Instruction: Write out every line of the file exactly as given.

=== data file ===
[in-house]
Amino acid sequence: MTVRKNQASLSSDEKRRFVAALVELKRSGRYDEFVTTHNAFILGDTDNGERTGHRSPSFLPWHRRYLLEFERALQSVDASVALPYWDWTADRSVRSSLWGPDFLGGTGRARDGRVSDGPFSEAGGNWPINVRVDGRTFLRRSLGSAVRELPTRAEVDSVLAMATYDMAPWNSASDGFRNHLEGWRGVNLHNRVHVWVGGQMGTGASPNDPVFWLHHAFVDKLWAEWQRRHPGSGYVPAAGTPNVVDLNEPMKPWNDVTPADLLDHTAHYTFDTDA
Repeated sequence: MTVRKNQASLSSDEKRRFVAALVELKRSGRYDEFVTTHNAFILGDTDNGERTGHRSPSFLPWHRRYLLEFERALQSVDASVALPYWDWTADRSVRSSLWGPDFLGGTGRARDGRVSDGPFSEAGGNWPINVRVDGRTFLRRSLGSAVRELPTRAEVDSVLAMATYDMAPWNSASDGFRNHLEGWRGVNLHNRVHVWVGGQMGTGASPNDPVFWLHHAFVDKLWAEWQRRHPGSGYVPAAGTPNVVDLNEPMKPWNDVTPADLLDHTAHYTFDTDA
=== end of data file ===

[in-house]
Amino acid sequence: MTVRKNQASLSSDEKRRFVAALVELKRSGRYDEFVTTHNAFILGDTDNGERTGHRSPSFLPWHRRYLLEFERALQSVDASVALPYWDWTADRSVRSSLWGPDFLGGTGRARDGRVSDGPFSEAGGNWPINVRVDGRTFLRRSLGSAVRELPTRAEVDSVLAMATYDMAPWNSASDGFRNHLEGWRGVNLHNRVHVWVGGQMGTGASPNDPVFWLHHAFVDKLWAEWQRRHPGSGYVPAAGTPNVVDLNEPMKPWNDVTPADLLDHTAHYTFDTDA
Repeated sequence: MTVRKNQASLSSDEKRRFVAALVELKRSGRYDEFVTTHNAFILGDTDNGERTGHRSPSFLPWHRRYLLEFERALQSVDASVALPYWDWTADRSVRSSLWGPDFLGGTGRARDGRVSDGPFSEAGGNWPINVRVDGRTFLRRSLGSAVRELPTRAEVDSVLAMATYDMAPWNSASDGFRNHLEGWRGVNLHNRVHVWVGGQMGTGASPNDPVFWLHHAFVDKLWAEWQRRHPGSGYVPAAGTPNVVDLNEPMKPWNDVTPADLLDHTAHYTFDTDA